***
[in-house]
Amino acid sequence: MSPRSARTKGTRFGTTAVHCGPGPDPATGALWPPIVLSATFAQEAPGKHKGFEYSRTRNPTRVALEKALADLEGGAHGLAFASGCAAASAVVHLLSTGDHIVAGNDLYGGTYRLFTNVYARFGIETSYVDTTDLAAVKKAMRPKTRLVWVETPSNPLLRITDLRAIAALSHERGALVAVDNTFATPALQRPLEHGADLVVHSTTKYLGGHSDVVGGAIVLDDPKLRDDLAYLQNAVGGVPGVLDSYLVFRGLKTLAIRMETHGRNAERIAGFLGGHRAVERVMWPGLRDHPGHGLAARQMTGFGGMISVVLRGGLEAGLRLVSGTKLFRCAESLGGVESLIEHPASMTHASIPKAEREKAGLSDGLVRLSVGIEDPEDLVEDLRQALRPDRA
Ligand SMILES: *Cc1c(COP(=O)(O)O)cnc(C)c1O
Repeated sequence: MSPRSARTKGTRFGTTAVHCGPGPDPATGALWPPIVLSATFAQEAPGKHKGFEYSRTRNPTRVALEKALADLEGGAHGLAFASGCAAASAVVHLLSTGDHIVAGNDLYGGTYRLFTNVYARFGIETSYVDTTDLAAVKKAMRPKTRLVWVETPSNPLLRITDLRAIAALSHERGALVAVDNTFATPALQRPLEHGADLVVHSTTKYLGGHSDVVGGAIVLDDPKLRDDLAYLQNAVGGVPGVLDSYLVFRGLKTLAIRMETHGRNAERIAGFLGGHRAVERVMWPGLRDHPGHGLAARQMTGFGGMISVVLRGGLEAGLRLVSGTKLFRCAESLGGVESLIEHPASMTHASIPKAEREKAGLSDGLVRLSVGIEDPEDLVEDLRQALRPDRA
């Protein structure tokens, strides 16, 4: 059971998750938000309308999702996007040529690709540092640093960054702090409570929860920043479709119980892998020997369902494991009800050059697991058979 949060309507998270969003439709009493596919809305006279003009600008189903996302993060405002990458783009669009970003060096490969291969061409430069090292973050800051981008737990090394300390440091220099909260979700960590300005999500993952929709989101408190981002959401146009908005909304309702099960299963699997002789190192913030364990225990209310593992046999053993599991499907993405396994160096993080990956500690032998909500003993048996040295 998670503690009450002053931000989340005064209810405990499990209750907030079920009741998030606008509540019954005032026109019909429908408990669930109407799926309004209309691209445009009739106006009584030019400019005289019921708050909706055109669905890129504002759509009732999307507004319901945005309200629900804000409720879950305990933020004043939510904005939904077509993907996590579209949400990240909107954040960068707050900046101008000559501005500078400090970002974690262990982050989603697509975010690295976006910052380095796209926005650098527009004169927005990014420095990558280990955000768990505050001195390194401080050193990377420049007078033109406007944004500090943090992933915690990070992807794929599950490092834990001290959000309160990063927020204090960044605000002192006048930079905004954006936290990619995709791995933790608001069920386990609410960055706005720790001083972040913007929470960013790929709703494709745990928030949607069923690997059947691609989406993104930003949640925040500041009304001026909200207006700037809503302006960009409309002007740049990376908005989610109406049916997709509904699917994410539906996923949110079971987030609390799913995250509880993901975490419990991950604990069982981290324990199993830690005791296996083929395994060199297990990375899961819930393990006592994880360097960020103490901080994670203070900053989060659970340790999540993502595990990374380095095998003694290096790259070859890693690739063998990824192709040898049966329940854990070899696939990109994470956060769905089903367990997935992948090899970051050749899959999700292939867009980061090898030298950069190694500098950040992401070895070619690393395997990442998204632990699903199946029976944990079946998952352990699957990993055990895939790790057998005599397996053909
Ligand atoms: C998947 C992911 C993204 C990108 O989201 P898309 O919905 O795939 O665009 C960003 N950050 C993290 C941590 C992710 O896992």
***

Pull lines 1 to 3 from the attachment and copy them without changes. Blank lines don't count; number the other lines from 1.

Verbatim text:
[in-house]
Amino acid sequence: MSPRSARTKGTRFGTTAVHCGPGPDPATGALWPPIVLSATFAQEAPGKHKGFEYSRTRNPTRVALEKALADLEGGAHGLAFASGCAAASAVVHLLSTGDHIVAGNDLYGGTYRLFTNVYARFGIETSYVDTTDLAAVKKAMRPKTRLVWVETPSNPLLRITDLRAIAALSHERGALVAVDNTFATPALQRPLEHGADLVVHSTTKYLGGHSDVVGGAIVLDDPKLRDDLAYLQNAVGGVPGVLDSYLVFRGLKTLAIRMETHGRNAERIAGFLGGHRAVERVMWPGLRDHPGHGLAARQMTGFGGMISVVLRGGLEAGLRLVSGTKLFRCAESLGGVESLIEHPASMTHASIPKAEREKAGLSDGLVRLSVGIEDPEDLVEDLRQALRPDRA
Ligand SMILES: *Cc1c(COP(=O)(O)O)cnc(C)c1O